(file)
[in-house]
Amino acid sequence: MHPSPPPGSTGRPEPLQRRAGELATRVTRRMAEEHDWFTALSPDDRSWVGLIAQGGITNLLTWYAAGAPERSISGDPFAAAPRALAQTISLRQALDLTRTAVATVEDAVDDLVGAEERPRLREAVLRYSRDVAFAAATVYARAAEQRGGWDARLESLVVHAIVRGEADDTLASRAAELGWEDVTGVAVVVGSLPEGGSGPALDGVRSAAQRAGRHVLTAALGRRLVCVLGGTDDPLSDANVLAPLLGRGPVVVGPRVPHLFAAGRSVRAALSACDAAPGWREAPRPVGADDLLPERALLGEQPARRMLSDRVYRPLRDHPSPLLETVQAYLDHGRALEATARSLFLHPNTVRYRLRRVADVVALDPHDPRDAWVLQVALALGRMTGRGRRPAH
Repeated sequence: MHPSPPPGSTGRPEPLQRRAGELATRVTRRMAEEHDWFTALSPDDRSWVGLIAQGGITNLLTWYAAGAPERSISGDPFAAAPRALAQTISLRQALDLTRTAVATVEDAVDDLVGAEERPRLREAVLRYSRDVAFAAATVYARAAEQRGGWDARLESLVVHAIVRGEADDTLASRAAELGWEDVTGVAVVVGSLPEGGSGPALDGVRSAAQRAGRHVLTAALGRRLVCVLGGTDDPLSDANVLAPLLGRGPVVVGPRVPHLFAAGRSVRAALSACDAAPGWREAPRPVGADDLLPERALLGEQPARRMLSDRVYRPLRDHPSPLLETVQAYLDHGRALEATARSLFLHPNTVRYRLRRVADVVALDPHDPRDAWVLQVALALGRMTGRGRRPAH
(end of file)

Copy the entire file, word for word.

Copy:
[in-house]
Amino acid sequence: MHPSPPPGSTGRPEPLQRRAGELATRVTRRMAEEHDWFTALSPDDRSWVGLIAQGGITNLLTWYAAGAPERSISGDPFAAAPRALAQTISLRQALDLTRTAVATVEDAVDDLVGAEERPRLREAVLRYSRDVAFAAATVYARAAEQRGGWDARLESLVVHAIVRGEADDTLASRAAELGWEDVTGVAVVVGSLPEGGSGPALDGVRSAAQRAGRHVLTAALGRRLVCVLGGTDDPLSDANVLAPLLGRGPVVVGPRVPHLFAAGRSVRAALSACDAAPGWREAPRPVGADDLLPERALLGEQPARRMLSDRVYRPLRDHPSPLLETVQAYLDHGRALEATARSLFLHPNTVRYRLRRVADVVALDPHDPRDAWVLQVALALGRMTGRGRRPAH
Repeated sequence: MHPSPPPGSTGRPEPLQRRAGELATRVTRRMAEEHDWFTALSPDDRSWVGLIAQGGITNLLTWYAAGAPERSISGDPFAAAPRALAQTISLRQALDLTRTAVATVEDAVDDLVGAEERPRLREAVLRYSRDVAFAAATVYARAAEQRGGWDARLESLVVHAIVRGEADDTLASRAAELGWEDVTGVAVVVGSLPEGGSGPALDGVRSAAQRAGRHVLTAALGRRLVCVLGGTDDPLSDANVLAPLLGRGPVVVGPRVPHLFAAGRSVRAALSACDAAPGWREAPRPVGADDLLPERALLGEQPARRMLSDRVYRPLRDHPSPLLETVQAYLDHGRALEATARSLFLHPNTVRYRLRRVADVVALDPHDPRDAWVLQVALALGRMTGRGRRPAH